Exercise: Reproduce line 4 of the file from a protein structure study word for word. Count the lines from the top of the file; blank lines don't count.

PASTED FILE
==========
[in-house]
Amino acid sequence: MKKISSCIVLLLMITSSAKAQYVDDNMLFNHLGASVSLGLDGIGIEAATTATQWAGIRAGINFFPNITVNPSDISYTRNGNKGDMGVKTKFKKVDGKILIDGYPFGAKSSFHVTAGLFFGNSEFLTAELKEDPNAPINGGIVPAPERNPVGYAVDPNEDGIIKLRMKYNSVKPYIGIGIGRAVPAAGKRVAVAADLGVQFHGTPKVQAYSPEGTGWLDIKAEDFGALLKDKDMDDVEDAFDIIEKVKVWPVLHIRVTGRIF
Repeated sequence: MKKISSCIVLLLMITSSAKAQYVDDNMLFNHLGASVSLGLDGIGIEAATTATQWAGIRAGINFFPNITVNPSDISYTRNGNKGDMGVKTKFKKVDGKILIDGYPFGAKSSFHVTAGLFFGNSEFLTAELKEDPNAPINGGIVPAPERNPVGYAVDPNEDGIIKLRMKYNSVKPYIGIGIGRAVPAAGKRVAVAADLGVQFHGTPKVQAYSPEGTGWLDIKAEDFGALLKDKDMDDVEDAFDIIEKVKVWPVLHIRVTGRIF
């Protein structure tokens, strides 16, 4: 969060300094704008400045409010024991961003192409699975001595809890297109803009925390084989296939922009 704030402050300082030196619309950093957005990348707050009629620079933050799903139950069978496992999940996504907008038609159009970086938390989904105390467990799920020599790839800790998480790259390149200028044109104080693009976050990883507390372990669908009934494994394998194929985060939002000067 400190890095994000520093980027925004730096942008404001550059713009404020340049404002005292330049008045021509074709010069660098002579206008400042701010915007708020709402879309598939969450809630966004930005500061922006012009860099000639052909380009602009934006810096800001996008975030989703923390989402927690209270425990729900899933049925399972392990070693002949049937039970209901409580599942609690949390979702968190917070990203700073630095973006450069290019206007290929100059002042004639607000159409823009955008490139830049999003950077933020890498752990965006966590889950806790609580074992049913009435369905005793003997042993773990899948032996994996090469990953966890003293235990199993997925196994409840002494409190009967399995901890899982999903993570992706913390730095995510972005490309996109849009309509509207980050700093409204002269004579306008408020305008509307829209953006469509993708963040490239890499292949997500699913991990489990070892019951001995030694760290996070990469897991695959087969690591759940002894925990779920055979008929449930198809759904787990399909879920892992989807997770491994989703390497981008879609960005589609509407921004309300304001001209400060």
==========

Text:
């Protein structure tokens, strides 16, 4: 969060300094704008400045409010024991961003192409699975001595809890297109803009925390084989296939922009 704030402050300082030196619309950093957005990348707050009629620079933050799903139950069978496992999940996504907008038609159009970086938390989904105390467990799920020599790839800790998480790259390149200028044109104080693009976050990883507390372990669908009934494994394998194929985060939002000067 400190890095994000520093980027925004730096942008404001550059713009404020340049404002005292330049008045021509074709010069660098002579206008400042701010915007708020709402879309598939969450809630966004930005500061922006012009860099000639052909380009602009934006810096800001996008975030989703923390989402927690209270425990729900899933049925399972392990070693002949049937039970209901409580599942609690949390979702968190917070990203700073630095973006450069290019206007290929100059002042004639607000159409823009955008490139830049999003950077933020890498752990965006966590889950806790609580074992049913009435369905005793003997042993773990899948032996994996090469990953966890003293235990199993997925196994409840002494409190009967399995901890899982999903993570992706913390730095995510972005490309996109849009309509509207980050700093409204002269004579306008408020305008509307829209953006469509993708963040490239890499292949997500699913991990489990070892019951001995030694760290996070990469897991695959087969690591759940002894925990779920055979008929449930198809759904787990399909879920892992989807997770491994989703390497981008879609960005589609509407921004309300304001001209400060």